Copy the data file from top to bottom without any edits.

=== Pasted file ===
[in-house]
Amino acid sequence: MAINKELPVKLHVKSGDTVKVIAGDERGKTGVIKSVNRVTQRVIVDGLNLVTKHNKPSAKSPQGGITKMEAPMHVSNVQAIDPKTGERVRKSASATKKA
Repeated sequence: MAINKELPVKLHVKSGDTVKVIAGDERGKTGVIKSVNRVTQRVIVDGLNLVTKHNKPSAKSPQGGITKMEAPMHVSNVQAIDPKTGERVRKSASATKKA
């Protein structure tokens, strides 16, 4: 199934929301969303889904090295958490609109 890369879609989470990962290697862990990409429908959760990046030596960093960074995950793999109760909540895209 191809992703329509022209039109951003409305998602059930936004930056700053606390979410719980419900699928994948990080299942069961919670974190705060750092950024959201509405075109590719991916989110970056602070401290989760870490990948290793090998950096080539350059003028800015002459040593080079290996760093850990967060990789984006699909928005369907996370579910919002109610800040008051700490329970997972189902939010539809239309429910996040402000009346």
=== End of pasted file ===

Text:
[in-house]
Amino acid sequence: MAINKELPVKLHVKSGDTVKVIAGDERGKTGVIKSVNRVTQRVIVDGLNLVTKHNKPSAKSPQGGITKMEAPMHVSNVQAIDPKTGERVRKSASATKKA
Repeated sequence: MAINKELPVKLHVKSGDTVKVIAGDERGKTGVIKSVNRVTQRVIVDGLNLVTKHNKPSAKSPQGGITKMEAPMHVSNVQAIDPKTGERVRKSASATKKA
């Protein structure tokens, strides 16, 4: 199934929301969303889904090295958490609109 890369879609989470990962290697862990990409429908959760990046030596960093960074995950793999109760909540895209 191809992703329509022209039109951003409305998602059930936004930056700053606390979410719980419900699928994948990080299942069961919670974190705060750092950024959201509405075109590719991916989110970056602070401290989760870490990948290793090998950096080539350059003028800015002459040593080079290996760093850990967060990789984006699909928005369907996370579910919002109610800040008051700490329970997972189902939010539809239309429910996040402000009346």